It is arguably the coldest time of the year in the Northern hemisphere, though I have not been in other countries during the closing days of January and the beginning of February. If this statement is contradicted by the more traveled of my readers, then I will content myself with arguing that it is the coldest time of the year in Sagada.
Temperatures in that place have always been relatively colder than the surrounding places, owing to its higher altitude than, say, Bontoc. Besao is lower, too, and its temperatures are somewhat tempered by the air from the China Sea, for Besao is on the slopes of the mountains facing the sea.
Sagada, however, is some hundreds of meters above Bontoc, and it is sheltered in a valley of sorts between mountains, and thus the air from the China Sea does not aid in regulating its temperature. Even in Bontoc and Besao, the people regularly complain of the cold at this time of year, though people from these places would agree that indeed Sagada is consistently colder than their hometowns. Perhaps the only colder places in the vicinity are the Bauko villages of Bangnin and Balintuogan, which are located higher than Sagada.
It is coincidental that the feast day of the Anglican Church in Sagada is during this time. Because the church had greater power than government in American colonial times, its celebration of its feast day naturally became a community activity, accompanied by games and general festivities.
In earlier times, other parishes were invited to participate in the activities. Anglican church schools were also invited to the games, to compete with Sagada’s St. Mary’s School.
And so it became a tradition that during the coldest time of year people flock to Sagada to attend its fiesta. The municipal government later on made the occasion its town fiesta, and with the establishment of the many public schools in the municipality and neighboring municipalities, the fiesta became an even bigger occasion with more people participating. Later on, government offices and other local government units as well as private organizations would also want to participate in the games.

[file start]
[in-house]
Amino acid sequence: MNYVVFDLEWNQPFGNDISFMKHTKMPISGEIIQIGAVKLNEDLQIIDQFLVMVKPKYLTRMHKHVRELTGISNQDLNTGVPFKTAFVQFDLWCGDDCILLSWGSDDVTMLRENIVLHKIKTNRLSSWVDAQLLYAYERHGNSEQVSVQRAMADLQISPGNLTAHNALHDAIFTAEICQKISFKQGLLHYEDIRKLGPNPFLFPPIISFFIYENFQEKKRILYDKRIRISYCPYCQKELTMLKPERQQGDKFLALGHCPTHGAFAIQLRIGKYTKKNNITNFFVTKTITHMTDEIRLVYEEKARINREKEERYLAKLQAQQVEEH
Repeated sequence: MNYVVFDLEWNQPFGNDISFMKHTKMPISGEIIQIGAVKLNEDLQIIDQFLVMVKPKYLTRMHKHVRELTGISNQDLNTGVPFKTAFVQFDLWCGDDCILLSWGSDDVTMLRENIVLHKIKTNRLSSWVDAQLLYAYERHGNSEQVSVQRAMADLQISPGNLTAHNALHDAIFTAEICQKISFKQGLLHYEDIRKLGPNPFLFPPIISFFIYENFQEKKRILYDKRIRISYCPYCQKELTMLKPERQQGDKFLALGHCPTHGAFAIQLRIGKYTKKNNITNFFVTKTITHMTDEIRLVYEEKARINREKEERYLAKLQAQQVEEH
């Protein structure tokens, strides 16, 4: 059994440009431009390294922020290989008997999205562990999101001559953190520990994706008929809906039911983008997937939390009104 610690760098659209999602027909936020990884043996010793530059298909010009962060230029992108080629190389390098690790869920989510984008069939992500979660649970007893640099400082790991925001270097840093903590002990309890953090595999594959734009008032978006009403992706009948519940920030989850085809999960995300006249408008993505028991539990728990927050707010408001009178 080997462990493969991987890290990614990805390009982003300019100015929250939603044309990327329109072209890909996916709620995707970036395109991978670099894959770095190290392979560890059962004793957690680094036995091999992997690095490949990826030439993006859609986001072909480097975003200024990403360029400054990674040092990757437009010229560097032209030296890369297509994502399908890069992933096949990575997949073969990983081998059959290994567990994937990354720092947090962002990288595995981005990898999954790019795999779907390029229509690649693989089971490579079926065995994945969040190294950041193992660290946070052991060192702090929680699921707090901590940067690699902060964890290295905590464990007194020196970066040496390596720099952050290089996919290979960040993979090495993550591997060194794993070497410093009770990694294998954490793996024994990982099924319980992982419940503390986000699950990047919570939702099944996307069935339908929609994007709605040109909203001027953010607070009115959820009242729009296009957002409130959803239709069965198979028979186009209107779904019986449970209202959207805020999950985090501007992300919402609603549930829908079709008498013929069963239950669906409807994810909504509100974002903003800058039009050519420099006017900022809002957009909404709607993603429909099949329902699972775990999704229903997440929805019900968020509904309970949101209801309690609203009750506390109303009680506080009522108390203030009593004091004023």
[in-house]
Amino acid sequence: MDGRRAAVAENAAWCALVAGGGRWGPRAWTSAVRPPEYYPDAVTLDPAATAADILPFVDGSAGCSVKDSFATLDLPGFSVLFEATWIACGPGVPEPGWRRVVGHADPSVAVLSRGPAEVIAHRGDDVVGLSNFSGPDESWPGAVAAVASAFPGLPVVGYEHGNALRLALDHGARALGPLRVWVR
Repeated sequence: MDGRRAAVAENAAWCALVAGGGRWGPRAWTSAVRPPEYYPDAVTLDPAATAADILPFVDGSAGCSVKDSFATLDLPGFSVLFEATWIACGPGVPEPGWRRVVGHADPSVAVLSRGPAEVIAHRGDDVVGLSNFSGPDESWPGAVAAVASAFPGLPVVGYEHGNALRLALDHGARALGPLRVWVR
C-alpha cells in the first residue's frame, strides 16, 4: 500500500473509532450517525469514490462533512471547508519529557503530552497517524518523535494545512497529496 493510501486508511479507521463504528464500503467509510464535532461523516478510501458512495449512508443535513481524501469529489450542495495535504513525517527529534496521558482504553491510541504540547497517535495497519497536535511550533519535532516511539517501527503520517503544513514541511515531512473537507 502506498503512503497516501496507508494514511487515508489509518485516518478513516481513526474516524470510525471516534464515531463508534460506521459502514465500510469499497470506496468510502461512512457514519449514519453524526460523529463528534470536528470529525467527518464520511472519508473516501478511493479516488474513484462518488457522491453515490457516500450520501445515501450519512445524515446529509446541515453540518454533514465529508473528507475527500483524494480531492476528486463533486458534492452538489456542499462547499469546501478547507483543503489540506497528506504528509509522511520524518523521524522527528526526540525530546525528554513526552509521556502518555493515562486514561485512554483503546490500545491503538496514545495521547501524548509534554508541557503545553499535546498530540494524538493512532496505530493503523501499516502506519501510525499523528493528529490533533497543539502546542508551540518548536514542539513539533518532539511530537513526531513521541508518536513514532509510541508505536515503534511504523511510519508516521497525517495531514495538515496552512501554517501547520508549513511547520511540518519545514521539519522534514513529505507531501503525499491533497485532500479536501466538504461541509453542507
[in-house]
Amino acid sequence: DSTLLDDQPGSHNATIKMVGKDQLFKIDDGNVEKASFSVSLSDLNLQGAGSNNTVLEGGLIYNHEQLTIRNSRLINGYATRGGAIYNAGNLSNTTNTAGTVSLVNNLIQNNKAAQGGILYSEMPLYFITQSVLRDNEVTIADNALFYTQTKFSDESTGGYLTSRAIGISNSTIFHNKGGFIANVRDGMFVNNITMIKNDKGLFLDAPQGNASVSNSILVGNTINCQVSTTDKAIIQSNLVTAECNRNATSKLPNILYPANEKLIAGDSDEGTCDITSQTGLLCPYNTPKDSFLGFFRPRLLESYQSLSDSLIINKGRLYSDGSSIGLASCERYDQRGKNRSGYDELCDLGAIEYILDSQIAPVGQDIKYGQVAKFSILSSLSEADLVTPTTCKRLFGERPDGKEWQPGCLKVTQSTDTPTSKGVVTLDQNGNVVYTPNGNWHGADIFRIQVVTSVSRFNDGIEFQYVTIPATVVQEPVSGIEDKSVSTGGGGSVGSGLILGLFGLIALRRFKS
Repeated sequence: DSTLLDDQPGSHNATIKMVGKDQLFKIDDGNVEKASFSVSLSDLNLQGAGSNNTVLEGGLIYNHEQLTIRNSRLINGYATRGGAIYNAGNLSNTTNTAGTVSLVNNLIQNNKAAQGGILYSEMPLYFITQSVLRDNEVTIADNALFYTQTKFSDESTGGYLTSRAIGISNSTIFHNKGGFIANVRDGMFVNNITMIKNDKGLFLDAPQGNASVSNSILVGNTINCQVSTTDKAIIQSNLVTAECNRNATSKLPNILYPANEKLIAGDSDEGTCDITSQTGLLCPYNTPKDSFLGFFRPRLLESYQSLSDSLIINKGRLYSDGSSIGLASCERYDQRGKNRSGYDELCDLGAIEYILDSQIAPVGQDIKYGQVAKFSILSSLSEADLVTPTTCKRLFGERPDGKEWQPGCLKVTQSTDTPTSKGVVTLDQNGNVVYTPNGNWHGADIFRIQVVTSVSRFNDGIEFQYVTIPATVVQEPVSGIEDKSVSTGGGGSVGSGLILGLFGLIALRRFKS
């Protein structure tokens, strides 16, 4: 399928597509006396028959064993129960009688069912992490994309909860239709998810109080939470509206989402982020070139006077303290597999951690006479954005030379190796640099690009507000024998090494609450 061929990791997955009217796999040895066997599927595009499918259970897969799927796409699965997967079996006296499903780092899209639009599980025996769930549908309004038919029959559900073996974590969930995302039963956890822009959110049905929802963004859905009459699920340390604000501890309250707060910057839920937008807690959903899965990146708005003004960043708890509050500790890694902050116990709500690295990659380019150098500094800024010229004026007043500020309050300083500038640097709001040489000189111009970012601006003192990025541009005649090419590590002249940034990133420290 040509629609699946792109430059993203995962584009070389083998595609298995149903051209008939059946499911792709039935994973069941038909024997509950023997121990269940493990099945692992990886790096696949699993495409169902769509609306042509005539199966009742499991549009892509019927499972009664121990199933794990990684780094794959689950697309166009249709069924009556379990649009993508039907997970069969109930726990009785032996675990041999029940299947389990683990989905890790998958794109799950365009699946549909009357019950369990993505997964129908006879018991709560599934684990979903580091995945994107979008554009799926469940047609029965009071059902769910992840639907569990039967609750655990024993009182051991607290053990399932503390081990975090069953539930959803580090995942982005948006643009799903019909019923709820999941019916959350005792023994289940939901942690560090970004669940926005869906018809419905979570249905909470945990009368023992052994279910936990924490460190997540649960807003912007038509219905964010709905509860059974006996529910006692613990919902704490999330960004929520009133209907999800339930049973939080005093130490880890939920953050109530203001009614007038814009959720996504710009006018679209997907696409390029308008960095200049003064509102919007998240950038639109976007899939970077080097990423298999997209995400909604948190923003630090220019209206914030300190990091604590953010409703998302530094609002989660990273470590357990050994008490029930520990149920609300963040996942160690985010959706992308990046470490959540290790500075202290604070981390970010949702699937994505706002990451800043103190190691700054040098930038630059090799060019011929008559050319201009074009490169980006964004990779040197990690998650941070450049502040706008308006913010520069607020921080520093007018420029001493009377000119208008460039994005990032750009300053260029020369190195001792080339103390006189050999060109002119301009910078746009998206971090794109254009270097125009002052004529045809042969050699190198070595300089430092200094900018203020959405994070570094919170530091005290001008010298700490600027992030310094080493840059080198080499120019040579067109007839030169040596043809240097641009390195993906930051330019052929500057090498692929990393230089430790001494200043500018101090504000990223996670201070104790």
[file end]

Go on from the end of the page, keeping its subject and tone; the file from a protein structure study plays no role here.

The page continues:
As the congregation of people became regular, enterprising vendors would also congregate in the town, so that during the fiesta there is scant space not filled with wares being sold. Such wares include every imaginable article, from cooking pots to clothing, from toys to vegetables, from dried fish to plastic ware. It became a habit of Sagada’s people to wait for the fiesta to buy new clothes and shoes, or bolos and pots, as well as tools like shovels, forks, and hammers.
The games during the occasion have been varied, from the ubiquitous softball, basketball and volleyball, to tug-of-war, breaking the pot, races, and indoor games. It is also undeniable that these more wholesome games are accompanied by the not-so-wholesome, for it is a public secret that for several decades already, the fiesta in Sagada is also the time when gamblers from all over get together to play Monte. There have been stories of gambling patrons losing the money they should have used to buy a new pair of pants, or a new hoe.
Even the youngsters are drawn into gambling, for it is not uncommon that during the fiesta some kids would find a secluded place in Sagada’s valleys and ridges where they imitate their elders by gambling away their lunch money.
Yet the fiesta in Sagada still holds a special allure, for people of all kinds congregate there during this time, whether to watch the ballgames, participate in the more boisterous tug-of-war, compete for prices in the races, or to chance winning in Monte. Earlier generations also took every opportunity to go home to Sagada during the fiesta, for it is also a time to meet old friends and peers.
Going home during the fiesta became so much of a tradition that not attending it was almost a sacrilege.
As this item comes out, the fiesta in Sagada would be in full blast, and the people actually there would once again be jubilant in their celebrations.